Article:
Australia Takes First Step to Curb Carbon Emissions

posted by Jael Ever @ 14:12 PM
November 29, 2010

The Prime Minister of Australia, Julia Gillard, announced this week that her nation will start charging polluters for excess gas emissions in the coming year. She made the announcement just in time to get ahead of the United Nations climate change summit on the Kyoto Protocol that also takes place this week in Mexico. Some 15,000 attendees from governments, environmental organizations and news reporters will attend the summit in Cancun. At the last Kyoto Summit in 2007, the United States and Australia were the only industrialized countries that did not sign the Kyoto Treaty.

The Prime Minister said “2011 is the year Australia decides on carbon pricing.” Gillard, the country’s first female leader, added, “A carbon price will create an incentive to reduce emissions, drive investment in renewable and low emissions technologies, create certainty for business investment and begin the adjustment of our economy to a cleaner energy future.” Because the nation’s energy systems almost entirely depend on coal, Australia is the world’s largest per capita polluter. And it is also the top exporter of coal. However, just as they resisted charging polluters in 2007, Australia’s conservative politicians insist that only consumers would pay such charges, and they vow to fight such government imposition on carbon pollution. But environmental problems were the major reasons that Australia’s conservatives were swept out of office. For over ten years, the nation’s farmers had been fighting drought. Then in 2009, a huge bush fire caused a chocking dust storm over Sydney, its capital and major city.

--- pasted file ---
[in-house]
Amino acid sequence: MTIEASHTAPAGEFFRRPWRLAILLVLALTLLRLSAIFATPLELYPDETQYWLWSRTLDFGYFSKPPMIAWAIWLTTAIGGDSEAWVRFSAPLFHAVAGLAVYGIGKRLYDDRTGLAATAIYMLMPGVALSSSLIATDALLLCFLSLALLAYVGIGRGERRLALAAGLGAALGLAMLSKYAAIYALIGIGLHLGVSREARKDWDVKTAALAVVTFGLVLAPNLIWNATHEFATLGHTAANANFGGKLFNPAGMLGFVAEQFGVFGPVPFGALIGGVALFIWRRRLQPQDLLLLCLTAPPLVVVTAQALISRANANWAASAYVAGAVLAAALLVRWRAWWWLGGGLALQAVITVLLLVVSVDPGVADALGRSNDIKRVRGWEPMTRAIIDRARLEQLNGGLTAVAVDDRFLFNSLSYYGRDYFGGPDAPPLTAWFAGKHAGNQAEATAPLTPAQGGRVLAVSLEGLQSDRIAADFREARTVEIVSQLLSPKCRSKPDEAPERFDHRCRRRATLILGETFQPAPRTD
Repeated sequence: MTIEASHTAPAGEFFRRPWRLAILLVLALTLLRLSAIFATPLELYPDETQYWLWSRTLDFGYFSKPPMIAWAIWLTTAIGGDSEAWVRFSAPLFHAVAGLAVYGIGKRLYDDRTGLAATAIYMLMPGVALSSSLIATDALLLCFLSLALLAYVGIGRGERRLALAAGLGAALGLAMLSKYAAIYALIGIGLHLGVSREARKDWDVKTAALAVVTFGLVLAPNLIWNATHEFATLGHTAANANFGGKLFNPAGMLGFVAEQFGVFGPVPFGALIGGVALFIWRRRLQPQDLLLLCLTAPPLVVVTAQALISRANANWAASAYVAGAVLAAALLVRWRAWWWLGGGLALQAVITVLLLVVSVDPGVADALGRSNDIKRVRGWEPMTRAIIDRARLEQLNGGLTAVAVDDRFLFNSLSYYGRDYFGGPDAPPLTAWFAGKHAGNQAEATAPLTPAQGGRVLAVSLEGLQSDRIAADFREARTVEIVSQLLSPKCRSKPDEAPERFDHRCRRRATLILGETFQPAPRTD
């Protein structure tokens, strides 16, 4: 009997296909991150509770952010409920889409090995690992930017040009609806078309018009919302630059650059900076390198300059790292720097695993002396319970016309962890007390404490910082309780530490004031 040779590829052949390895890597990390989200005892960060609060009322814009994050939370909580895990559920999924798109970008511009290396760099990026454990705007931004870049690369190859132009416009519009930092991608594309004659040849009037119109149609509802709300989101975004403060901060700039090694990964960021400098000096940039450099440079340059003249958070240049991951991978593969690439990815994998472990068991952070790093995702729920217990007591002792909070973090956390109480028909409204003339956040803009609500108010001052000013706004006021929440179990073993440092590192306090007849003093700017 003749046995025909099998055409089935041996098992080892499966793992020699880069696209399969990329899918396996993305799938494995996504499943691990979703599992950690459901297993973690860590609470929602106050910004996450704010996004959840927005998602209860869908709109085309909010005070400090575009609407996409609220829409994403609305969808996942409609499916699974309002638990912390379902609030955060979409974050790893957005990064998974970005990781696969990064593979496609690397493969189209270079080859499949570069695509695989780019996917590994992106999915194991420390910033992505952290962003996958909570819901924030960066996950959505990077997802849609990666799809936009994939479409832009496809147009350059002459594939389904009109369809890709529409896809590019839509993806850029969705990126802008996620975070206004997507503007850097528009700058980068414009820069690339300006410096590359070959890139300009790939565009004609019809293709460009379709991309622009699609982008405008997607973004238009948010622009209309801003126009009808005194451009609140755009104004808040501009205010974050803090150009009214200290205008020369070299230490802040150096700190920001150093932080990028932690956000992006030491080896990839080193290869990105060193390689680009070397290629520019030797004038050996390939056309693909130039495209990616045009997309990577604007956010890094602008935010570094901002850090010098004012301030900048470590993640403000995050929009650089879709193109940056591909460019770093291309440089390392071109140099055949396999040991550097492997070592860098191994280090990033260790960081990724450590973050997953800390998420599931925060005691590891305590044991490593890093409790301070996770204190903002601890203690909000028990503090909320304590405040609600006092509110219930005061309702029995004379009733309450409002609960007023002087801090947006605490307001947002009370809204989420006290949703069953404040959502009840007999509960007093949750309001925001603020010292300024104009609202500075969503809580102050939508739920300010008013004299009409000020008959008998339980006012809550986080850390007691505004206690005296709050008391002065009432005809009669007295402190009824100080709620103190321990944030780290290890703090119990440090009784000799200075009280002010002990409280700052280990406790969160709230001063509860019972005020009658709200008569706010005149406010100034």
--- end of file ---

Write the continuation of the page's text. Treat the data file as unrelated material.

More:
The urgency of these pollution problems––as well as the fact that rising sea levels are eroding cliffs and beaches to such an extent that property ownership is threatened––also swept the Greens Party to a place a prominence. Some liberal parties also demand that the country’s reliance on coal must be broken. Otherwise, they say, Global Warming, air pollution, and do-nothing corporate business interests would destroy the nation they love.

Australia can be but a bell-weather to the United States. In both countries, those against any controls on carbon emissions argue that these charges would hurt economies and cut jobs. However, that argument is of little comfort to property owners watching rising seas swallow their estates, or people who can’t breath in polluted air, or farmers fighting drought caused by Global Warming. Those who think that the U.S. doesn’t face the same threats must do more to learn the truth about Global Warming. John 8: 32 in wholesale Christian Bibles says, “And ye shall know the truth, and the truth shall make you free.” But God’s “knowing” includes acceptance of fact, continuing faith in its truthfulness, and, above all, the acting upon that truth. The U.S. may have a little more time to act upon the truth about Global Warming and carbon emissions, but not that much more time!

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